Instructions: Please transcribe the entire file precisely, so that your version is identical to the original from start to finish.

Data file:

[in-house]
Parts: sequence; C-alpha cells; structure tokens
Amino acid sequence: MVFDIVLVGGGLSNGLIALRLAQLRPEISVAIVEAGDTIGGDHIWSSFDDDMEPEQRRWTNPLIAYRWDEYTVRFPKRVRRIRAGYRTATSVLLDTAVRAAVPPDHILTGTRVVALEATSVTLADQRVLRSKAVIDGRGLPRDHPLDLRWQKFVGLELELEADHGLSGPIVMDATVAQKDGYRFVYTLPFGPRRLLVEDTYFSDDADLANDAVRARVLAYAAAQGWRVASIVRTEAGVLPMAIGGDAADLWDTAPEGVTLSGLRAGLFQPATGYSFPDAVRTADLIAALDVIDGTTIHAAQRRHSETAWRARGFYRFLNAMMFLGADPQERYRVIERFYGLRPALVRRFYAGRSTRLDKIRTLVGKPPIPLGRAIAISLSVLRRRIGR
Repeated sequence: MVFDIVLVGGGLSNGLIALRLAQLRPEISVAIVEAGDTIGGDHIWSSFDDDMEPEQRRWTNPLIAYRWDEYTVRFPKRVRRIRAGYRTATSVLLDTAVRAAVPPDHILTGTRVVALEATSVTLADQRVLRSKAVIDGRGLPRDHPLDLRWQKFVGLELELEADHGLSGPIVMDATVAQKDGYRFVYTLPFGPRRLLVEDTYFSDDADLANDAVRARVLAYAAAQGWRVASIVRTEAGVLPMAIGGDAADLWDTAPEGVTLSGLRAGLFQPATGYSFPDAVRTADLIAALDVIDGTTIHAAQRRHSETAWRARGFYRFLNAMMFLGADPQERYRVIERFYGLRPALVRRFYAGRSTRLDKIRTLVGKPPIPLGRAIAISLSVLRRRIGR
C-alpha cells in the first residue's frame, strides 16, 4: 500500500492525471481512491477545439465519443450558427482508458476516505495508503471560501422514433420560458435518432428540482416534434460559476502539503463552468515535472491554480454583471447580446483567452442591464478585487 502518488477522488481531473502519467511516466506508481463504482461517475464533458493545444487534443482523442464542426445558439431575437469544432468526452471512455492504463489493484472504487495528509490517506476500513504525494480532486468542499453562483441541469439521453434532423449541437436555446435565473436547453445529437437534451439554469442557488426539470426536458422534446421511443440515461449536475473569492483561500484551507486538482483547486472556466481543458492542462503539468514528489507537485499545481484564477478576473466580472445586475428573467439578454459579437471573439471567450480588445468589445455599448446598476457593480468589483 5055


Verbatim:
[in-house]
Parts: sequence; C-alpha cells; structure tokens
Amino acid sequence: MVFDIVLVGGGLSNGLIALRLAQLRPEISVAIVEAGDTIGGDHIWSSFDDDMEPEQRRWTNPLIAYRWDEYTVRFPKRVRRIRAGYRTATSVLLDTAVRAAVPPDHILTGTRVVALEATSVTLADQRVLRSKAVIDGRGLPRDHPLDLRWQKFVGLELELEADHGLSGPIVMDATVAQKDGYRFVYTLPFGPRRLLVEDTYFSDDADLANDAVRARVLAYAAAQGWRVASIVRTEAGVLPMAIGGDAADLWDTAPEGVTLSGLRAGLFQPATGYSFPDAVRTADLIAALDVIDGTTIHAAQRRHSETAWRARGFYRFLNAMMFLGADPQERYRVIERFYGLRPALVRRFYAGRSTRLDKIRTLVGKPPIPLGRAIAISLSVLRRRIGR
Repeated sequence: MVFDIVLVGGGLSNGLIALRLAQLRPEISVAIVEAGDTIGGDHIWSSFDDDMEPEQRRWTNPLIAYRWDEYTVRFPKRVRRIRAGYRTATSVLLDTAVRAAVPPDHILTGTRVVALEATSVTLADQRVLRSKAVIDGRGLPRDHPLDLRWQKFVGLELELEADHGLSGPIVMDATVAQKDGYRFVYTLPFGPRRLLVEDTYFSDDADLANDAVRARVLAYAAAQGWRVASIVRTEAGVLPMAIGGDAADLWDTAPEGVTLSGLRAGLFQPATGYSFPDAVRTADLIAALDVIDGTTIHAAQRRHSETAWRARGFYRFLNAMMFLGADPQERYRVIERFYGLRPALVRRFYAGRSTRLDKIRTLVGKPPIPLGRAIAISLSVLRRRIGR
C-alpha cells in the first residue's frame, strides 16, 4: 500500500492525471481512491477545439465519443450558427482508458476516505495508503471560501422514433420560458435518432428540482416534434460559476502539503463552468515535472491554480454583471447580446483567452442591464478585487 502518488477522488481531473502519467511516466506508481463504482461517475464533458493545444487534443482523442464542426445558439431575437469544432468526452471512455492504463489493484472504487495528509490517506476500513504525494480532486468542499453562483441541469439521453434532423449541437436555446435565473436547453445529437437534451439554469442557488426539470426536458422534446421511443440515461449536475473569492483561500484551507486538482483547486472556466481543458492542462503539468514528489507537485499545481484564477478576473466580472445586475428573467439578454459579437471573439471567450480588445468589445455599448446598476457593480468589483 5055